Sanborn leads defense, guides brother for No. 12 Wisconsin
MADISON, Wis. (AP) — Wisconsin linebacker Jack Sanborn was making an impression in team meetings long before he started making plays on the field.
Now he’s making his presence felt in every respect as the top returning tackler on a defense that again should rank among the nation’s best.
Sanborn collected a team-high 52 tackles last season to help Wisconsin place fifth nationally in total defense and tie for ninth in scoring defense. He will lead Wisconsin’s defense again when the 12th-ranked Badgers open their season Saturday by hosting No. 19 Penn State.
“He’s done everything we’ve asked him to do since he stepped on campus,” defensive coordinator Jim Leonhard said. “The results have shown on the field.”
That includes his freshman season, when Sanborn was filling a reserve role but already showcasing his head for the game.
Wisconsin inside linebackers coach Bob Bostad remembers how a young Sanborn quickly picked up on everything he was getting taught to such an extent that even his older teammates could sense the freshman knew his stuff.
“I just love the game,” Sanborn said. “You always hear about how much of a mental game football is. If you can be great at that side of the game, it can open up a lot of opportunities for you and let you play free.”
Sanborn has worked on that by speaking freely in meetings, asking questions about schemes and discussing what should be done in specific circumstances.
“He’s almost like a mini-coach,” linebacker Leo Chenal said.
This year, Sanborn also will get to continue coaching his younger brother, Wisconsin freshman linebacker Bryan Sanborn.
“We’re obviously at different points in our careers, but I hope that I can help him just like a bunch of the older guys helped me when I was a freshman,” Sanborn said.
That mentorship has been going on in one form or another for several years.
Bryan Sanborn says Jack often would watch tapes of his high school games and give him advice on what he could do in particular situations.
“Being able to learn from him is just amazing access for me and all the younger guys in the linebacker room,” Bryan Sanborn said.
Long before that, they’d square off with each other as they grew up in suburban Chicago. Their competing never really stopped and carried over to various sports.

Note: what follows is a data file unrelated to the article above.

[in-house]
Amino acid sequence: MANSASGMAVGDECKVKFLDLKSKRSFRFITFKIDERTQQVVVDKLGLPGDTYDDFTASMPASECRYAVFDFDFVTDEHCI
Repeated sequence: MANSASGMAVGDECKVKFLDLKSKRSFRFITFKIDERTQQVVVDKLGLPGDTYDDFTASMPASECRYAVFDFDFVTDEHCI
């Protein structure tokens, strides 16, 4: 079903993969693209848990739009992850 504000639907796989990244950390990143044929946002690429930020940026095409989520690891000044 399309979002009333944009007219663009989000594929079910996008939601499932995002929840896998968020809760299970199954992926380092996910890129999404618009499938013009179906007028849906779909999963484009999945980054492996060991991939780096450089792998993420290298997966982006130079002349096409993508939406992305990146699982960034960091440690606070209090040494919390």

“I can remember Jack pitching a ball to Bryan, and Jack was maybe eight and Bryan is five,” said their mother, Malinda Sanborn. “And he’s whipping this ball... with no face protection, nothing, He’s like, ‘Mom, he’s fine. He can do it.’“
Jack, Bryan and the oldest Sanborn brother – Steven, now 24 – leaned on each other after the death of their father, former Oregon offensive lineman Paul Sanborn. Jack was only four when his dad died.
“They looked after me,” Bryan Sanborn said. “They told me to push harder when I was giving up. They were like my father figures.”
The siblings also say they owe plenty to their mother.
“She pushed us to accomplish our dreams,” Bryan Sanborn said. “She told us to always dream big. Don’t ever give up.”
Jack and Bryan Sanborn already have accomplished one goal by getting to this point. Jack has set quite the benchmark for his younger brother to follow by leading Wisconsin in tackles each of the last two seasons. His goal this year is to produce more big plays.
“On the field, in meetings or workouts, he’s a tremendous example,” head coach Paul Chryst said. “You point to how you want to approach it, he’s got that. He brings an energy along with it. He’s doing it in his style. There’s no question that he’s one of our leaders.”
He could continue Wisconsin’s penchant for producing NFL linebackers. Eight inside or outside linebackers from Wisconsin have been drafted since 2016, including Pro Bowl selections T.J. Watt and Joe Schobert.
“It’s a tradition here,” Jack Sanborn said. “Every year we’re just reloading talent at linebacker.”
Sanborn’s eager to join that list of Wisconsin linebackers in the NFL. Perhaps his guidance will eventually help his younger brother get there as well.
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